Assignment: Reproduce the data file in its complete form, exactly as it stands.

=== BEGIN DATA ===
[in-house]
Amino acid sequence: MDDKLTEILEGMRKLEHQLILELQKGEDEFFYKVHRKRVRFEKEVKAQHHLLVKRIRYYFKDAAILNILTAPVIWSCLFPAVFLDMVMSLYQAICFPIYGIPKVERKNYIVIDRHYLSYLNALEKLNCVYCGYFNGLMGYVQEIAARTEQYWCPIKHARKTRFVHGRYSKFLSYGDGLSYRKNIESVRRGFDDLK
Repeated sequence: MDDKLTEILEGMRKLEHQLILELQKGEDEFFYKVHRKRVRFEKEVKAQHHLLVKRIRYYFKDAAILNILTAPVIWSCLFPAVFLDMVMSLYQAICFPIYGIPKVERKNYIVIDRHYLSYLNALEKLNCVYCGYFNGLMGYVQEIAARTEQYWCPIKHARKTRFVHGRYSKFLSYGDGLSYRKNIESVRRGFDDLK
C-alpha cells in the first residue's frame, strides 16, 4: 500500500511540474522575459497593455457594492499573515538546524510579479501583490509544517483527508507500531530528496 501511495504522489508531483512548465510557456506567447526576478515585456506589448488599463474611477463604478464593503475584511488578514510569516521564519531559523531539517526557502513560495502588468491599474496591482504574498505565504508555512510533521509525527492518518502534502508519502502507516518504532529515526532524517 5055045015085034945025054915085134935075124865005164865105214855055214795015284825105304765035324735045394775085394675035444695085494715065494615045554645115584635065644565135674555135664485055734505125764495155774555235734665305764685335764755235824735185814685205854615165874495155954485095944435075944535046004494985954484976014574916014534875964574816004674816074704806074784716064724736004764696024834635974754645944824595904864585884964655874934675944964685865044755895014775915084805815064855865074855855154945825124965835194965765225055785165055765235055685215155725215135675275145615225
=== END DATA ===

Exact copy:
[in-house]
Amino acid sequence: MDDKLTEILEGMRKLEHQLILELQKGEDEFFYKVHRKRVRFEKEVKAQHHLLVKRIRYYFKDAAILNILTAPVIWSCLFPAVFLDMVMSLYQAICFPIYGIPKVERKNYIVIDRHYLSYLNALEKLNCVYCGYFNGLMGYVQEIAARTEQYWCPIKHARKTRFVHGRYSKFLSYGDGLSYRKNIESVRRGFDDLK
Repeated sequence: MDDKLTEILEGMRKLEHQLILELQKGEDEFFYKVHRKRVRFEKEVKAQHHLLVKRIRYYFKDAAILNILTAPVIWSCLFPAVFLDMVMSLYQAICFPIYGIPKVERKNYIVIDRHYLSYLNALEKLNCVYCGYFNGLMGYVQEIAARTEQYWCPIKHARKTRFVHGRYSKFLSYGDGLSYRKNIESVRRGFDDLK
C-alpha cells in the first residue's frame, strides 16, 4: 500500500511540474522575459497593455457594492499573515538546524510579479501583490509544517483527508507500531530528496 501511495504522489508531483512548465510557456506567447526576478515585456506589448488599463474611477463604478464593503475584511488578514510569516521564519531559523531539517526557502513560495502588468491599474496591482504574498505565504508555512510533521509525527492518518502534502508519502502507516518504532529515526532524517 5055045015085034945025054915085134935075124865005164865105214855055214795015284825105304765035324735045394775085394675035444695085494715065494615045554645115584635065644565135674555135664485055734505125764495155774555235734665305764685335764755235824735185814685205854615165874495155954485095944435075944535046004494985954484976014574916014534875964574816004674816074704806074784716064724736004764696024834635974754645944824595904864585884964655874934675944964685865044755895014775915084805815064855865074855855154945825124965835194965765225055785165055765235055685215155725215135675275145615225